While specific embodiments of the invention have been illustrated and described, other embodiments and variations are possible. For example, other LIP primitive sequences may be used to detect valid loop initialization.
All these are intended to be encompassed by the following claims.
|Cited Patent||Filing date||Publication date||Applicant||Title|
|US5751715||Aug 8, 1996||May 12, 1998||Gadzoox Microsystems, Inc.||Accelerator fiber channel hub and protocol|
|US6038235 *||Aug 20, 1997||Mar 14, 2000||Sun Microsystems, Inc.||Fiber channel automatic arbitration and communication control|
|US6101166||May 1, 1998||Aug 8, 2000||Emulex Corporation||Automatic loop segment failure isolation|
|US6167026 *||May 1, 1998||Dec 26, 2000||Emulex Corporation||Programmable error control circuit|
|US6226345 *||Nov 4, 1999||May 1, 2001||International Business Machines Corporation||High speed clock having a programmable run length|
|US6483843 *||Oct 12, 2000||Nov 19, 2002||Emulex Corporation||Detecting and counting open ordered sets originating from an attached node port|
|US6560205 *||May 1, 1998||May 6, 2003||Emulex Corporation||Method and apparatus for control of soft handoff usage in radiocommunication|
|Citing Patent||Filing date||Publication date||Applicant||Title|
|US6999460 *||Oct 16, 2000||Feb 14, 2006||Storage Technology Corporation||Arbitrated loop port switching|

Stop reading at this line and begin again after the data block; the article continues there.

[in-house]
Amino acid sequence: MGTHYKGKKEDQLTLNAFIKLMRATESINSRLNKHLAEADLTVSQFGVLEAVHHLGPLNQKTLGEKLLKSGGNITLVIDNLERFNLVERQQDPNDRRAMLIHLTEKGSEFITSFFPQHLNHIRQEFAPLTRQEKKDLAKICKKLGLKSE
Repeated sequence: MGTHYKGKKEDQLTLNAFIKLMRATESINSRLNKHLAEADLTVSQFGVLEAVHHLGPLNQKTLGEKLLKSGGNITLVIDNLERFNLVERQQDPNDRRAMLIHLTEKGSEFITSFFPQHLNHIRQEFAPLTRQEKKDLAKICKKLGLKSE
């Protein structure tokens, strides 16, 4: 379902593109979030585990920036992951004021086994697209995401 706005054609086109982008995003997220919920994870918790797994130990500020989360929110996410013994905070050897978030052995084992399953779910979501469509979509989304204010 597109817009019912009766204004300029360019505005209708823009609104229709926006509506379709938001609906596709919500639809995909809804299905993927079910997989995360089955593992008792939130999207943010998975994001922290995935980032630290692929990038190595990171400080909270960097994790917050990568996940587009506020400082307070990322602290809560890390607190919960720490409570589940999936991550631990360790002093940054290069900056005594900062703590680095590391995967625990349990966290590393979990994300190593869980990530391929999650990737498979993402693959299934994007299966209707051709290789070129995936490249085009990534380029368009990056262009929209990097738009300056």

|US20050147027 *||Feb 16, 2005||Jul 7, 2005||Nokia Corporation||Method, system and hub for loop initialization|
|U.S. Classification||370/222, 370/457|
|International Classification||H04L12/42, H04L12/433, H04L12/427|
|Cooperative Classification||H04L12/427, H04L12/433, H04L12/42|
|European Classification||H04L12/433, H04L12/427, H04L12/42|
|Aug 16, 2000||AS||Assignment|
Owner name: EMULEX CORPORATION, CALIFORNIA
Free format text: ASSIGNMENT OF ASSIGNORS INTEREST;ASSIGNORS:XUE, QING;HASHEMI, HOSSEIN;SU, SAM;REEL/FRAME:011088/0928
Effective date: 20000816
|Mar 31, 2004||AS||Assignment|
Owner name: EMULEX DESIGN & MANUFACTURING CORPORATION, CALIFOR
Free format text: ASSIGNMENT OF ASSIGNORS INTEREST;ASSIGNOR:EMULEX CORPORATION;REEL/FRAME:014475/0376
Effective date: 20040315
|Aug 13, 2007||REMI||Maintenance fee reminder mailed|
|Aug 20, 2007||FPAY||Fee payment|
Year of fee payment: 4
|Aug 20, 2007||SULP||Surcharge for late payment|
|Jul 21, 2011||FPAY||Fee payment|
Year of fee payment: 8
|Jan 17, 2014||AS||Assignment|
Owner name: EMULEX CORPORATION, CALIFORNIA
Free format text: ASSIGNMENT OF ASSIGNORS INTEREST;ASSIGNOR:EMULEX DESIGN AND MANUFACTURING CORPORATION;REEL/FRAME:032087/0842
Effective date: 20131205
|Mar 31, 2015||FPAY||Fee payment|
Year of fee payment: 12
|Oct 23, 2015||AS||Assignment|
Owner name: AVAGO TECHNOLOGIES GENERAL IP (SINGAPORE) PTE. LTD
Free format text: ASSIGNMENT OF ASSIGNORS INTEREST;ASSIGNOR:EMULEX CORPORATION;REEL/FRAME:036942/0213
Effective date: 20150831
|Feb 11, 2016||AS||Assignment|
Owner name: BANK OF AMERICA, N.A., AS COLLATERAL AGENT, NORTH
Free format text: PATENT SECURITY AGREEMENT;ASSIGNOR:AVAGO TECHNOLOGIES GENERAL IP (SINGAPORE) PTE. LTD.;REEL/FRAME:037808/0001
Effective date: 20160201
|Feb 3, 2017||AS||Assignment|
Owner name: AVAGO TECHNOLOGIES GENERAL IP (SINGAPORE) PTE. LTD
Free format text: TERMINATION AND RELEASE OF SECURITY INTEREST IN PATENTS;ASSIGNOR:BANK OF AMERICA, N.A., AS COLLATERAL AGENT;REEL/FRAME:041710/0001
Effective date: 20170119